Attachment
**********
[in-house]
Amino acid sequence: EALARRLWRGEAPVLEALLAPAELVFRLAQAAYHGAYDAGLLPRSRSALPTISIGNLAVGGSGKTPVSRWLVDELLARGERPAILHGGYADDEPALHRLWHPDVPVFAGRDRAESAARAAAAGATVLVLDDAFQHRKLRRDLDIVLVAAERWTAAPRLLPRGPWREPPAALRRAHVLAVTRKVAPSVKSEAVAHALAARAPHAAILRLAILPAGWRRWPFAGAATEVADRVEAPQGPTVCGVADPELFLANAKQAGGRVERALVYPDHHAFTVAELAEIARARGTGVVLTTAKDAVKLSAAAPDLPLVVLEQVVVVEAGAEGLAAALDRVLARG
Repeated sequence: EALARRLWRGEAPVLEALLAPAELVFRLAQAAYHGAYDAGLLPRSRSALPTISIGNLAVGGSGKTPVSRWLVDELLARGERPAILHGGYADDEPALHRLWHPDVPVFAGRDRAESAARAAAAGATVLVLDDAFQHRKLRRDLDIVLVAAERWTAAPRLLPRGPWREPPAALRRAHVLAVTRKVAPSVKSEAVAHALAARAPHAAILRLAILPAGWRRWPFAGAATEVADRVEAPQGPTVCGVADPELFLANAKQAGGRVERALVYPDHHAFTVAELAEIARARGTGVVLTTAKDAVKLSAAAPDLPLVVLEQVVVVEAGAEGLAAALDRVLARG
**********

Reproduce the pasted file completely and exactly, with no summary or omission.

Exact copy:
[in-house]
Amino acid sequence: EALARRLWRGEAPVLEALLAPAELVFRLAQAAYHGAYDAGLLPRSRSALPTISIGNLAVGGSGKTPVSRWLVDELLARGERPAILHGGYADDEPALHRLWHPDVPVFAGRDRAESAARAAAAGATVLVLDDAFQHRKLRRDLDIVLVAAERWTAAPRLLPRGPWREPPAALRRAHVLAVTRKVAPSVKSEAVAHALAARAPHAAILRLAILPAGWRRWPFAGAATEVADRVEAPQGPTVCGVADPELFLANAKQAGGRVERALVYPDHHAFTVAELAEIARARGTGVVLTTAKDAVKLSAAAPDLPLVVLEQVVVVEAGAEGLAAALDRVLARG
Repeated sequence: EALARRLWRGEAPVLEALLAPAELVFRLAQAAYHGAYDAGLLPRSRSALPTISIGNLAVGGSGKTPVSRWLVDELLARGERPAILHGGYADDEPALHRLWHPDVPVFAGRDRAESAARAAAAGATVLVLDDAFQHRKLRRDLDIVLVAAERWTAAPRLLPRGPWREPPAALRRAHVLAVTRKVAPSVKSEAVAHALAARAPHAAILRLAILPAGWRRWPFAGAATEVADRVEAPQGPTVCGVADPELFLANAKQAGGRVERALVYPDHHAFTVAELAEIARARGTGVVLTTAKDAVKLSAAAPDLPLVVLEQVVVVEAGAEGLAAALDRVLARG